At the same time that witnesses for the plaintiffs showed that assisted dying does not necessarily lead to slippery slopes, witnesses for Canada and British Columbia were largely discredited. Dr. José Pereira, for instance, whose Oncology Today paper I have already referred to, was, as the FF report says, “strongly discredited.” I could have told them that. It is one of the most biased papers that I have read — not counting those by people like John Keown or Leon Kass. And while Pereira claims that he is not a practicing Catholic and his religious views do not inform his position, the fact that he speaks at symposia for clergy arranged by Priests for Life raises some warning flags about the reliability of this claim. He is, however, a palliative care physician, and has special interest in seeing that his discipline is not bypassed. Indeed, he considers it necessary that anyone asking for assistance to die should be required to be assessed (twice!) by a palliative care professional. There are three things to be said about this. First, the kinds of suffering that are in need of palliative care, and which palliative care cannot completely allay, are precisely the kinds of suffering and indignity that people who choose assisted dying want to avoid. Second, there is not necessarily a conflict between palliative care and assisted dying. Palliative care may take people part of the way, and assisted dying the rest. And, third, there are degenerative conditions which may render a person in need of 24/7 nursing care, which would not qualify for palliative care, and yet might well invoke a desire for assisted dying.
Another witness for Canada and British Columbia is the well-known opponent of assisted dying John Keown. John Keown, who is Rose F. Kennedy Professor of Christian Ethics at Georgetown University (a Jesuit institution), and former lecturer in Law and Ethics of Medicine at Cambridge University, has a blog entitled Theology and Ethics, and has been well-known as an opponent of assisted dying, and in particular the Dutch practice of euthanasia, for many years. Based on the views of Richard Fenigsen, Polish by birth, who practiced medicine in the Netherlands as a cardiologist for some years, and is an inveterate opponent of assisted dying in any form. Indeed, it is clear that his “evidence” is deeply questionable. Jocelyn Downie, for instance, a Canadian expert in the law and ethics of assisted dying, in her book Dying Justice: A Case for Decriminalizing Euthanasia and Assisted Suicide in Canada, points out that much of Fenigsen’s “evidence” for the widespread use or abuse of euthanasia in the Netherlands depends on an equivocation in the use of the word ‘euthanasia’. It was pointed out to Dr. Pereira in the court proceedings that he calls ‘involuntary euthanasia’ what would be more accurately called ‘non-voluntary euthanasia’. Fenigsen, according to Downie, stretches the word even further to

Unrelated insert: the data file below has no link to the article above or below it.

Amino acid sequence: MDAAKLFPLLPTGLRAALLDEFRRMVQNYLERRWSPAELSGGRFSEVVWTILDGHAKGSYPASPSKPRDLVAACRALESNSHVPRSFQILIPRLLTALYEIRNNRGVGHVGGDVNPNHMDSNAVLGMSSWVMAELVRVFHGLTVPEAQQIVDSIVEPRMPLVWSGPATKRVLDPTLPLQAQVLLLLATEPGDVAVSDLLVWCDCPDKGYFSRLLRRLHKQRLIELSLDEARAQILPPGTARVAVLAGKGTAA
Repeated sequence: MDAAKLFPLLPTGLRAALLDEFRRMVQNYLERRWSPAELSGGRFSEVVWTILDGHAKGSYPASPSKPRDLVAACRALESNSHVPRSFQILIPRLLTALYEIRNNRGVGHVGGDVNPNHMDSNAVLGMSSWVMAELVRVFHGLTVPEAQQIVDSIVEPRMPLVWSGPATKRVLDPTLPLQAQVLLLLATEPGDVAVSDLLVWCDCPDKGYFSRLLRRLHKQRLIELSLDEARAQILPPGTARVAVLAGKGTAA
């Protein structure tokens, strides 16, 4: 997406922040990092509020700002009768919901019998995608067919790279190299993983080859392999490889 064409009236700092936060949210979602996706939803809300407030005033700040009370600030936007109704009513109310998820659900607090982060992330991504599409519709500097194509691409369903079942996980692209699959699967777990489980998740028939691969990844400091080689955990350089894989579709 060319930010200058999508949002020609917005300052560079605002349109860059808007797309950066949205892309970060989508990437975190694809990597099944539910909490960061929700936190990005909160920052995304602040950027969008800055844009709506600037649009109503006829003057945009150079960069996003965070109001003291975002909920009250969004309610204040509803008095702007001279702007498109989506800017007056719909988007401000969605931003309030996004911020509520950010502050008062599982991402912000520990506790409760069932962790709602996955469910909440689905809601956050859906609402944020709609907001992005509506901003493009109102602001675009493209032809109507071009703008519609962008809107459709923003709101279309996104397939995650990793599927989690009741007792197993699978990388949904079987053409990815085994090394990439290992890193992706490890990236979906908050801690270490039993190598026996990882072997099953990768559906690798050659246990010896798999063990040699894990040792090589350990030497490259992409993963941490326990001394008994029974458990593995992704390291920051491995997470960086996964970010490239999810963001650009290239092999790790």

… include the withholding and withdrawal of potentially life-sustaining treatment and the provision of potentially life-shortening palliative treatment in the term. 
In other words, not to put too fine a point on it, Fenigsen distorts the meaning of words to suit his own argument. Keown argues, largely on the basis of Fenigsen’s assessment of euthanasia in Holland, that there is growing support for non-voluntary euthanasia in the Netherlands, but, as Downie says, “no empirical data support the claim that non-voluntary euthanasia is increasingly accepted.” (116)
According to the FF report on Days 6-8 of the court proceedings in British Columbia, in a telling exchange between Keown and lawyers for the plaintiffs, Keown argued that regulation of euthanasia laws do not work:
He said that the Netherlands provides evidence of a slippery slope and that the Dutch have extended the criteria for euthanasia from voluntary to non-voluntary and involuntary. He has written that Dutch citizens have to “make it clear, when competent, if they do not want to be given a lethal injection should they become incompetent.”